Based on 15 reviews
Based on 21 reviews
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A Lot or a Little?
The parents' guide to what's in this TV show.
What Parents Need to Know
Parents need to know that Weeds is an addictive (pun intended), extremely mature dramedy about drug dealing in the suburbs. The main character, Nancy (Mary-Louise Parker), makes parenting decisions that most people would disagree with -- especially deciding to sell marijuana to provide for her kids. Her friends and family members are likewise flawed people whose behavior is questionable at best and unbelievably irresponsible and cruel at worst (Nancy's best friend has a habit of belittling her daughter's weight, for example). Most conversations are peppered with extremely strong, often offensive language ("f--k," "s--t," "c--t," the "N" word, "f--got," "Oriental p---y," "retarded," etc.). Though there are nuanced portrayals of Jewish culture and a Deaf character, expect tons of damaging stereotypes about Black, Latino, Chinese, Native, Russian, and immigrant people. Full-frontal nudity is sporadic, partial nudity and uninhibited sex scenes are common, and the themes are unquestionably adult-oriented. That said, the show can be both funny and insightful, too, and adults might get a contact high just by watching.
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What's the Story?
After being widowed abruptly, WEEDS' Nancy Botwin (Mary-Louise Parker) is left with few options for supporting her two sons, teenage Silas (Hunter Parrish) and younger brother Shane (Alexander Gould). She needs serious cash flow to maintain their lifestyle in their ritzy, upper-middle-class gated community, so she starts selling pot. Nancy's friends and family members aren't exactly candidates for the Role Model of the Year Award, either. Her friend Celia (Elizabeth Perkins) routinely fat-shames her daughter, Isabelle (Allie Grant), going so far as to secretly swap the girl's chocolate stash with chocolate-flavored laxatives. Nancy's brother-in-law, Andy (Justin Kirk), is gleefully manipulative and selfish, whether he's exchanging X-rated instant messages with his nephew's girlfriend (while pretending to be said nephew) or lying to get into rabbinical school so he can avoid being drafted. And Nancy's accountant, city council member Doug Wilson (Kevin Nealon), is one of her best clients.
Is It Any Good?
This engaging dramedy isn't the first TV show to expose the dark side of life in the suburbs, and it almost certainly won't be the last. But it's probably safe to say that Weeds is the only series that goes behind the facade in such a large cloud of marijuana smoke. Of course, just about everyone has some good mixed in with the bad. The trauma of her husband's death has left Nancy very much at sea, and all she can do is get through one day at a time. She cares deeply about her sons and honestly wants what's best for them, even if her very questionable parenting choices don't always make that clear. And Andy really likes being part of a family -- he just has trouble understanding that he's supposed to be one of the grown-ups. Even Celia has a softer side, though she doesn't show it often.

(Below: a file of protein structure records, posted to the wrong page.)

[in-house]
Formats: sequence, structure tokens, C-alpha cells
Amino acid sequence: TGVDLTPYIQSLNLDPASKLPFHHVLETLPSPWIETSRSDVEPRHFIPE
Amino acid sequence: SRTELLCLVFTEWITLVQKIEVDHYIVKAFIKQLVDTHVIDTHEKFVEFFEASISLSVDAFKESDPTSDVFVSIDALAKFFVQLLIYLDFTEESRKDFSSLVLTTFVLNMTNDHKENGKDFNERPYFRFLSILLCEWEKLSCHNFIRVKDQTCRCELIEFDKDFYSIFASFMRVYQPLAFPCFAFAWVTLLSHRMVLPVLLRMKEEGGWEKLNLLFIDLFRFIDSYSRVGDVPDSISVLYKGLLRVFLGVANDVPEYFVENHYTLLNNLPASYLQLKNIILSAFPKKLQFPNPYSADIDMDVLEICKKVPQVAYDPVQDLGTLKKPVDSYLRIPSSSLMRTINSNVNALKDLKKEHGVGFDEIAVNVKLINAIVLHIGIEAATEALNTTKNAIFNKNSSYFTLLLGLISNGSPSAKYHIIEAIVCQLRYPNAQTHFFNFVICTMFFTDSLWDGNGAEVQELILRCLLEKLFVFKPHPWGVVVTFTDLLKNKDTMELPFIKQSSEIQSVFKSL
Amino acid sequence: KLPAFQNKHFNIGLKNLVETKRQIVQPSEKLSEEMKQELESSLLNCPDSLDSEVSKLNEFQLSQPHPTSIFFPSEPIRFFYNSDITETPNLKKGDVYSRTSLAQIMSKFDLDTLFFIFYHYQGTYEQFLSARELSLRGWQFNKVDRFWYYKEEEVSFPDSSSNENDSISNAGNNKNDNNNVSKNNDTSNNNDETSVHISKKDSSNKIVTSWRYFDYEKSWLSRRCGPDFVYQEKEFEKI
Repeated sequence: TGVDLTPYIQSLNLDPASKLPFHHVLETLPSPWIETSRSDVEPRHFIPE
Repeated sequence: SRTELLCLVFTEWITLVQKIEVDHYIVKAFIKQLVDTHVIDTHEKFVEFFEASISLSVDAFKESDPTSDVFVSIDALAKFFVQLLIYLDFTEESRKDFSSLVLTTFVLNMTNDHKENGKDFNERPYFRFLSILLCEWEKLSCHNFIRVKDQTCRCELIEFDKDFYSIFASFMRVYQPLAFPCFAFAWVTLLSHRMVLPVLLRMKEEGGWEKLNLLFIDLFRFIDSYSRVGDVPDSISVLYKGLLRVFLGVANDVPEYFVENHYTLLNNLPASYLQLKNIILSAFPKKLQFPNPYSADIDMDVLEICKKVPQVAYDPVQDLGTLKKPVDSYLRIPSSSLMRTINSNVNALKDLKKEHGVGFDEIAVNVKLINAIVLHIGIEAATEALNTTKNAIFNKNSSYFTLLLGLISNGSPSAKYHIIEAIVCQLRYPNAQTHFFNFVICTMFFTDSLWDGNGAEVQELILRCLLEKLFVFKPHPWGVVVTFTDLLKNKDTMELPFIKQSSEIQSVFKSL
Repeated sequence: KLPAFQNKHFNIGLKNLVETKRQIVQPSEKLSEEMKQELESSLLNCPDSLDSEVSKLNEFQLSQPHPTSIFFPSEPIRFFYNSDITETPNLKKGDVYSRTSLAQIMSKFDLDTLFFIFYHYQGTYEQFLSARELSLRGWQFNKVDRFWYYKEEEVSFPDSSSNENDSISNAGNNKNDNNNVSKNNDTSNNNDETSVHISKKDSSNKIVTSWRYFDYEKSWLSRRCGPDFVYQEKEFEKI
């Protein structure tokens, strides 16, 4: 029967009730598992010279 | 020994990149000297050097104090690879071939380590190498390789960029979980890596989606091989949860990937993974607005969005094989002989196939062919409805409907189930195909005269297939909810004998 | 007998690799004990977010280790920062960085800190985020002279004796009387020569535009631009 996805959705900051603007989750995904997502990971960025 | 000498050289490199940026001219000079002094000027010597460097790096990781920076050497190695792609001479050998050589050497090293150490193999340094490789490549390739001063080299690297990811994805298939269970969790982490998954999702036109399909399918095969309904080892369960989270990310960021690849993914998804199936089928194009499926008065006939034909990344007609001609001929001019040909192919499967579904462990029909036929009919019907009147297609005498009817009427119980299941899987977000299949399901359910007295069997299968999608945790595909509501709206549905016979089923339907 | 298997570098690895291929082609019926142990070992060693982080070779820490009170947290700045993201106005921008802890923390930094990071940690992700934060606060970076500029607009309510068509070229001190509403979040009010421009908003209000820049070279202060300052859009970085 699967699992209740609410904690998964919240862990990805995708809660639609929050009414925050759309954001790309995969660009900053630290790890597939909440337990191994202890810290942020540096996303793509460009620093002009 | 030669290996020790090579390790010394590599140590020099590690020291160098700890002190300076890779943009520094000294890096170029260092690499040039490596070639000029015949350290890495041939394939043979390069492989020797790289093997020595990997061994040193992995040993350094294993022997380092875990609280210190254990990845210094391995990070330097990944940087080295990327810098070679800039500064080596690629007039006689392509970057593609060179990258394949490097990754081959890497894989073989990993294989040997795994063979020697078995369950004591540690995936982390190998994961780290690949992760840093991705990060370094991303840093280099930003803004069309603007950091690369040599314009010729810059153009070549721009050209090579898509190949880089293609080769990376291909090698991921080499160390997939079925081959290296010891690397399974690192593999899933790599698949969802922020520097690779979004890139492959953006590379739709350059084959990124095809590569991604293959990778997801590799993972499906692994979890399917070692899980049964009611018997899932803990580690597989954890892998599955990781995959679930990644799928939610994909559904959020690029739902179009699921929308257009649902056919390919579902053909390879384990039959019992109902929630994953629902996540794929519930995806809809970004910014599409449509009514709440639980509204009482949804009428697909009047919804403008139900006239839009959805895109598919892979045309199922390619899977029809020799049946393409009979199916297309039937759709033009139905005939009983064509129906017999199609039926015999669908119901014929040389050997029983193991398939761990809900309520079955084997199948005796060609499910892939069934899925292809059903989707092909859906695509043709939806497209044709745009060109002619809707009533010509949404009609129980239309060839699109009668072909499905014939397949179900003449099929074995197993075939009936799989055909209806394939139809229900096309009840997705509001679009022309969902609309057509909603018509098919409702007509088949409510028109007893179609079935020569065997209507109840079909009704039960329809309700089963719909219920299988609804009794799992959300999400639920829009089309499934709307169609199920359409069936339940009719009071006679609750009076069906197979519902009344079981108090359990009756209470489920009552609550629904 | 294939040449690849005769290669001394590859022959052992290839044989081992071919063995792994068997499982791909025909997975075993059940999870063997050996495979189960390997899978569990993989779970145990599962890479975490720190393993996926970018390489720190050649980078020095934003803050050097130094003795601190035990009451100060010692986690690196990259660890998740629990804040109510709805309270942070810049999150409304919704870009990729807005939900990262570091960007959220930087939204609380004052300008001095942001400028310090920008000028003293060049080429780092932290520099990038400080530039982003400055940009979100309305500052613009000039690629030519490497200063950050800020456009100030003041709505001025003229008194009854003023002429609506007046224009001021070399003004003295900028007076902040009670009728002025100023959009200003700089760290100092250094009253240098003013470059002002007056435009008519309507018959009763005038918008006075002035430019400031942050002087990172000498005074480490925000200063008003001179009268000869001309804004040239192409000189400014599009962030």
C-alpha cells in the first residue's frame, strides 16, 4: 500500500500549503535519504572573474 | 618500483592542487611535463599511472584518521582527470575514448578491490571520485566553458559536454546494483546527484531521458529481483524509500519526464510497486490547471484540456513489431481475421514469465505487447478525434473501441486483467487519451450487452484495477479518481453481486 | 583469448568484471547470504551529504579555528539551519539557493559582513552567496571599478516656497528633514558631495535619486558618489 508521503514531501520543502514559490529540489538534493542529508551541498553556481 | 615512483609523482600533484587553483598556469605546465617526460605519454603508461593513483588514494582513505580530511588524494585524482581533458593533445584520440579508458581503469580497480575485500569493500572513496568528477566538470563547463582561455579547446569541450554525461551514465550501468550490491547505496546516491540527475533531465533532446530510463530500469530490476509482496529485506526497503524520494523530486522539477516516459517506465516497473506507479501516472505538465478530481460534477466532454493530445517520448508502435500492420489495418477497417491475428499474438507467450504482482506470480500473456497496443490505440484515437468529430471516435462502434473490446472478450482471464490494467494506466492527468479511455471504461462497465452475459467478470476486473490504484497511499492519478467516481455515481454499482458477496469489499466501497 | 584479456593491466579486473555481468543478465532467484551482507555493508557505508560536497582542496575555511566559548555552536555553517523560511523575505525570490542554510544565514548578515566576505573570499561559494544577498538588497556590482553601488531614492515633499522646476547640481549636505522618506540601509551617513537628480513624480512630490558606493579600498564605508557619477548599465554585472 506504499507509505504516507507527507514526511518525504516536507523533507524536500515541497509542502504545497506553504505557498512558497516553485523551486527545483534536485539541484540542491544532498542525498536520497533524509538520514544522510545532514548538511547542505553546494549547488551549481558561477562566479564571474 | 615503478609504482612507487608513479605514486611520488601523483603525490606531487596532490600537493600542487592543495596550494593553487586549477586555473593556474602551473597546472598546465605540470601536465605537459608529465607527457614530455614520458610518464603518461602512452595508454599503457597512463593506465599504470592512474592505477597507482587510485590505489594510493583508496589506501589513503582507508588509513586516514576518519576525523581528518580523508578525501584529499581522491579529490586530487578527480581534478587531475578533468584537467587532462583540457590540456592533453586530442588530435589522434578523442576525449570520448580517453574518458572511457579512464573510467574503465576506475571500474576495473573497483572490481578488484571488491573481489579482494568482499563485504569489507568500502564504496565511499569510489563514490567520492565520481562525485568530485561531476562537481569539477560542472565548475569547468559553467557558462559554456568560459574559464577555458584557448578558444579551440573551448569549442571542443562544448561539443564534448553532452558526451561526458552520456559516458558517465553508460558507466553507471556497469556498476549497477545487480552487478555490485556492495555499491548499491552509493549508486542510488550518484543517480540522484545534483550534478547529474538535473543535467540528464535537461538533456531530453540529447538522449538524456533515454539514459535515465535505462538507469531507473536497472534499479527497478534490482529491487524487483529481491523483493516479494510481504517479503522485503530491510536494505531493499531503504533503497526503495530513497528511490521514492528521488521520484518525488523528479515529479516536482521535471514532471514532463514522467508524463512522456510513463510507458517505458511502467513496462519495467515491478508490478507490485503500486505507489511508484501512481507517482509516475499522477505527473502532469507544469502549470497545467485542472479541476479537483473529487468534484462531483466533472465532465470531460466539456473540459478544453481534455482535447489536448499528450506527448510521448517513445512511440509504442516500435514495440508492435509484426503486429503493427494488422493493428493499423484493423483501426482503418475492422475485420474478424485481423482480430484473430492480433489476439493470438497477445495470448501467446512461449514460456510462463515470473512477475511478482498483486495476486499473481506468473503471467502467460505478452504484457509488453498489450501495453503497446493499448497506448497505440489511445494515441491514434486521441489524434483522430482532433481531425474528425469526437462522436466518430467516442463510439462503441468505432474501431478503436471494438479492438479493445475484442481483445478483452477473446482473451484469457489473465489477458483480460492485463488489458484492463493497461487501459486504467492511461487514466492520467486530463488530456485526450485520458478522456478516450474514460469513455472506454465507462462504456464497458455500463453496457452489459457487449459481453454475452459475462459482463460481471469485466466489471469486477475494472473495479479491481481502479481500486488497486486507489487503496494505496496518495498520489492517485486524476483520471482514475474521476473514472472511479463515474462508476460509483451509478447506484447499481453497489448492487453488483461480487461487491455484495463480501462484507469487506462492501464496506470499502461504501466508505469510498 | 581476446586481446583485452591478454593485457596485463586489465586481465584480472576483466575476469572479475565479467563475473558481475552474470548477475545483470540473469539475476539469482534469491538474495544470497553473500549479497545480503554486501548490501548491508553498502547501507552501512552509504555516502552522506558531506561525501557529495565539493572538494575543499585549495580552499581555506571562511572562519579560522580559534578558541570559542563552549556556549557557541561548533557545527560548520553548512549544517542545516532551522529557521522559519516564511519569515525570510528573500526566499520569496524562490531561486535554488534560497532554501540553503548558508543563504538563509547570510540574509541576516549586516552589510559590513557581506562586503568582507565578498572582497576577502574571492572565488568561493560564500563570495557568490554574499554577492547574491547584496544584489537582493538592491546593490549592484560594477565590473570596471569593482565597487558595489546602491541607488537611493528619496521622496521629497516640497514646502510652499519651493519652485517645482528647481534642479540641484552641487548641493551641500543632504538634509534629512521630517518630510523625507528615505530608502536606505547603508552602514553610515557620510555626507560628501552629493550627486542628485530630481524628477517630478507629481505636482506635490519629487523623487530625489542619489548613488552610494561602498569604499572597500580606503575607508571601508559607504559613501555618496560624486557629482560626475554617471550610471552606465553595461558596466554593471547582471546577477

Thanks to complex, interesting characters like these and some very sharp writing, Weeds can be both laugh-out-loud funny and poignantly dramatic. But it's definitely meant for adults. The rampant drug use, racist stereotypes, and statutory rape -- all mined for dark comedy -- are only a few of the show's red flags. Most of the characters curse a blue streak, teens drink and do drugs, and almost all of the show's Black and Latino characters are drug dealers and gangsters. One thing's for sure -- life in Weeds may be complicated, smoky, and sometimes even shocking, but it's certainly never boring.
Talk to Your Kids About ...
Families can talk about how far they'd go to support each other in times of crisis. Are the depictions in Weeds realistic? Was becoming a drug dealer Nancy's only option to provide for her kids?
Part of the reason Nancy originally got involved in the drug business was to maintain her family's affluent, gated-community lifestyle -- is that a reflection of society's values? What points is the show making about the McMansion lifestyle?
Do the people on the show seem like a realistic reflection of upper-middle-class suburban life? Are any of the characters role models? Why, or why not?
What stereotypes did you notice while watching Weeds? Do the writers successfully subvert them, or does the show perpetuate damaging portrayals of people who are seldom shown in a different way on screen?
How has the United States'/the world's relationship with marijuana changed since the show debuted? How do you think it might be different if it got rebooted today?
- Premiere date: August 7, 2005
- Cast: Mary-Louise Parker, Hunter Parrish, Justin Kirk, Alexander Gould, Elizabeth Perkins, Kevin Nealon
- Network: Showtime
- Genre: Comedy
- Topics: Brothers and Sisters
- TV rating: TV-MA
- Award: Golden Globe
- Last updated: December 6, 2022
Our Editors Recommend
Morally ambiguous show has crime, drugs, Latino stereotypes.
Dark drama has loads of drugs, violence, sex, cartel crime.
Six Feet Under
Exceptional drama series for mature viewers only.
For adults only, and for good reasons.
It's Always Sunny in Philadelphia
Irreverent comedy for older teens only.
For kids who love quirky characters
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